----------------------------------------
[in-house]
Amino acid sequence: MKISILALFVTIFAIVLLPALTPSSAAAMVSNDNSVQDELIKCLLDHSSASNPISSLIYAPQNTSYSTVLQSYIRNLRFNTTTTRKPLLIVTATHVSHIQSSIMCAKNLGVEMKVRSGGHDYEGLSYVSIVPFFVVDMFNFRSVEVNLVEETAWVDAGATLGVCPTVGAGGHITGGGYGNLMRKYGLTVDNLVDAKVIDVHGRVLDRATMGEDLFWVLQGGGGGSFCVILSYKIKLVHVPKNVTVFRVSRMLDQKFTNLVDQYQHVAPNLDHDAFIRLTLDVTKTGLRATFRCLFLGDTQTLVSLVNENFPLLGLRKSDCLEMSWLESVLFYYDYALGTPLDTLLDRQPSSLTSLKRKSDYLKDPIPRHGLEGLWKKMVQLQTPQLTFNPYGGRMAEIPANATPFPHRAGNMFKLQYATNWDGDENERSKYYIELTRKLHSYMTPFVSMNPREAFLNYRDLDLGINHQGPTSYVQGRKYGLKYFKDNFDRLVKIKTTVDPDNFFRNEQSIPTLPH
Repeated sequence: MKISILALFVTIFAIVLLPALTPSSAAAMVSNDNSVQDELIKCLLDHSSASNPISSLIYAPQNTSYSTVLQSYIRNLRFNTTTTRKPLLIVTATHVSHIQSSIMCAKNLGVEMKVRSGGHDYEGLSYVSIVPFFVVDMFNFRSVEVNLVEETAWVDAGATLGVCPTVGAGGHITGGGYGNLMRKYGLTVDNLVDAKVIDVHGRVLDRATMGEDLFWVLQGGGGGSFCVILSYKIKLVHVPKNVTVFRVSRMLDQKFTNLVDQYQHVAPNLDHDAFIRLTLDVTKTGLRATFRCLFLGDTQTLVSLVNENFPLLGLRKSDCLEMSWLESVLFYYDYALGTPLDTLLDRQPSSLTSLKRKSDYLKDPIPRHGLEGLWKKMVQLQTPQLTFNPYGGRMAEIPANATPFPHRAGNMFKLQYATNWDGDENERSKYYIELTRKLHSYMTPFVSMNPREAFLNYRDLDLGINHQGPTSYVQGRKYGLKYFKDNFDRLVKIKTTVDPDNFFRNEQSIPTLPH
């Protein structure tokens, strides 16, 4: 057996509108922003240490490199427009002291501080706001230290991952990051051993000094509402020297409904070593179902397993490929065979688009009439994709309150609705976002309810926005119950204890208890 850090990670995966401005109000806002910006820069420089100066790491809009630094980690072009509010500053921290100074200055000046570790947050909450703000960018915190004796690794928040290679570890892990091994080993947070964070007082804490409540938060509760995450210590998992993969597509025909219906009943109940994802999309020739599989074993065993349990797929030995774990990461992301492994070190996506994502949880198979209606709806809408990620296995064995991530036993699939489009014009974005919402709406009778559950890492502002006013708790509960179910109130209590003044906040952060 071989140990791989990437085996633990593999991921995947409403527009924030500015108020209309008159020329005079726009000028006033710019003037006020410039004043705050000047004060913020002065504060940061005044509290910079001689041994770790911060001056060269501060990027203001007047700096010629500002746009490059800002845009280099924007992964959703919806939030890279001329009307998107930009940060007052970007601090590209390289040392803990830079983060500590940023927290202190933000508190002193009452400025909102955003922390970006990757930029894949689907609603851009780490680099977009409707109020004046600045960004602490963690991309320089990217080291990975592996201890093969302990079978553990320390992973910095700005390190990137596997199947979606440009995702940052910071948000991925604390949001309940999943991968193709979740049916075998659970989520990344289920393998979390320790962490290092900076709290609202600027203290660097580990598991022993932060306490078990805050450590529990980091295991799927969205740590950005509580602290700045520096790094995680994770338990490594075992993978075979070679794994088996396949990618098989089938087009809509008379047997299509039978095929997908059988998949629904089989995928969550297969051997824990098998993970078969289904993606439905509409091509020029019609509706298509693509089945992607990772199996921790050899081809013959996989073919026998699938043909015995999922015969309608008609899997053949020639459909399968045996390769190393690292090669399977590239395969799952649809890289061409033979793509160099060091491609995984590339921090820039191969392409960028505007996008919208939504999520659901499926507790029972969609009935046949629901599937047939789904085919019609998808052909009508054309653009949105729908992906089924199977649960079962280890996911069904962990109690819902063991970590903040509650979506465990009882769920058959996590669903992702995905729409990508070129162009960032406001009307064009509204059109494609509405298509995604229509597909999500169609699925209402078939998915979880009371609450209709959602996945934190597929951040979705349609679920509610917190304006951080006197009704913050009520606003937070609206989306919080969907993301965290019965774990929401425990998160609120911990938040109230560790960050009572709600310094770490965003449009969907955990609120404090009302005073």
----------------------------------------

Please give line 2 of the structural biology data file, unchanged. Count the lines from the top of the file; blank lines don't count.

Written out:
Amino acid sequence: MKISILALFVTIFAIVLLPALTPSSAAAMVSNDNSVQDELIKCLLDHSSASNPISSLIYAPQNTSYSTVLQSYIRNLRFNTTTTRKPLLIVTATHVSHIQSSIMCAKNLGVEMKVRSGGHDYEGLSYVSIVPFFVVDMFNFRSVEVNLVEETAWVDAGATLGVCPTVGAGGHITGGGYGNLMRKYGLTVDNLVDAKVIDVHGRVLDRATMGEDLFWVLQGGGGGSFCVILSYKIKLVHVPKNVTVFRVSRMLDQKFTNLVDQYQHVAPNLDHDAFIRLTLDVTKTGLRATFRCLFLGDTQTLVSLVNENFPLLGLRKSDCLEMSWLESVLFYYDYALGTPLDTLLDRQPSSLTSLKRKSDYLKDPIPRHGLEGLWKKMVQLQTPQLTFNPYGGRMAEIPANATPFPHRAGNMFKLQYATNWDGDENERSKYYIELTRKLHSYMTPFVSMNPREAFLNYRDLDLGINHQGPTSYVQGRKYGLKYFKDNFDRLVKIKTTVDPDNFFRNEQSIPTLPH